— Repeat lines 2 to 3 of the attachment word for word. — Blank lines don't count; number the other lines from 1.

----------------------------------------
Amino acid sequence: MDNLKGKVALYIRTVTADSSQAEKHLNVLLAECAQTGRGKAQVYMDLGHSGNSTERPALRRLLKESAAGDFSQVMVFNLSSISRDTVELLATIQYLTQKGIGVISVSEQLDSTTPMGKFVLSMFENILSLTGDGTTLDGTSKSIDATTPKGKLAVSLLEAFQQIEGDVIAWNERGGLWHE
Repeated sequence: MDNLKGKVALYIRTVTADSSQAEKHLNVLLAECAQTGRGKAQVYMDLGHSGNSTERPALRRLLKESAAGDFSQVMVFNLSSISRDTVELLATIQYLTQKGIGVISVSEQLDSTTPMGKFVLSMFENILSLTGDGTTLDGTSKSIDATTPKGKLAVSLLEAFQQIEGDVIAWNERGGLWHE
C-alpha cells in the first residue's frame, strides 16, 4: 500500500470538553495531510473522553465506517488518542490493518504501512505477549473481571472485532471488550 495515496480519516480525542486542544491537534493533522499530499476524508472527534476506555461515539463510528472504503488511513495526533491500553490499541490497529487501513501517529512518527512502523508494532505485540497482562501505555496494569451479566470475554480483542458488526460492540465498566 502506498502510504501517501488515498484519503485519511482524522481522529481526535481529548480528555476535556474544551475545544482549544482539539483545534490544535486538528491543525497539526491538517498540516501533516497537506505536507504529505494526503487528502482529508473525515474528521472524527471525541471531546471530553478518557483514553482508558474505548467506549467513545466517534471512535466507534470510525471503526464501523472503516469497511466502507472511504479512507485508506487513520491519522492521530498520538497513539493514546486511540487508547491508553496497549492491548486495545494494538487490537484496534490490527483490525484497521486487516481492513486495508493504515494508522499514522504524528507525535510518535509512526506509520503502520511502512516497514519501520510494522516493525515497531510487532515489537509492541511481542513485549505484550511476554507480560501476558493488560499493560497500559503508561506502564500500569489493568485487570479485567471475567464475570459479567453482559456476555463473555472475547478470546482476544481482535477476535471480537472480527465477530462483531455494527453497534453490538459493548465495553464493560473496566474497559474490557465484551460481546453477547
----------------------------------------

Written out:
Repeated sequence: MDNLKGKVALYIRTVTADSSQAEKHLNVLLAECAQTGRGKAQVYMDLGHSGNSTERPALRRLLKESAAGDFSQVMVFNLSSISRDTVELLATIQYLTQKGIGVISVSEQLDSTTPMGKFVLSMFENILSLTGDGTTLDGTSKSIDATTPKGKLAVSLLEAFQQIEGDVIAWNERGGLWHE
C-alpha cells in the first residue's frame, strides 16, 4: 500500500470538553495531510473522553465506517488518542490493518504501512505477549473481571472485532471488550 495515496480519516480525542486542544491537534493533522499530499476524508472527534476506555461515539463510528472504503488511513495526533491500553490499541490497529487501513501517529512518527512502523508494532505485540497482562501505555496494569451479566470475554480483542458488526460492540465498566 502506498502510504501517501488515498484519503485519511482524522481522529481526535481529548480528555476535556474544551475545544482549544482539539483545534490544535486538528491543525497539526491538517498540516501533516497537506505536507504529505494526503487528502482529508473525515474528521472524527471525541471531546471530553478518557483514553482508558474505548467506549467513545466517534471512535466507534470510525471503526464501523472503516469497511466502507472511504479512507485508506487513520491519522492521530498520538497513539493514546486511540487508547491508553496497549492491548486495545494494538487490537484496534490490527483490525484497521486487516481492513486495508493504515494508522499514522504524528507525535510518535509512526506509520503502520511502512516497514519501520510494522516493525515497531510487532515489537509492541511481542513485549505484550511476554507480560501476558493488560499493560497500559503508561506502564500500569489493568485487570479485567471475567464475570459479567453482559456476555463473555472475547478470546482476544481482535477476535471480537472480527465477530462483531455494527453497534453490538459493548465495553464493560473496566474497559474490557465484551460481546453477547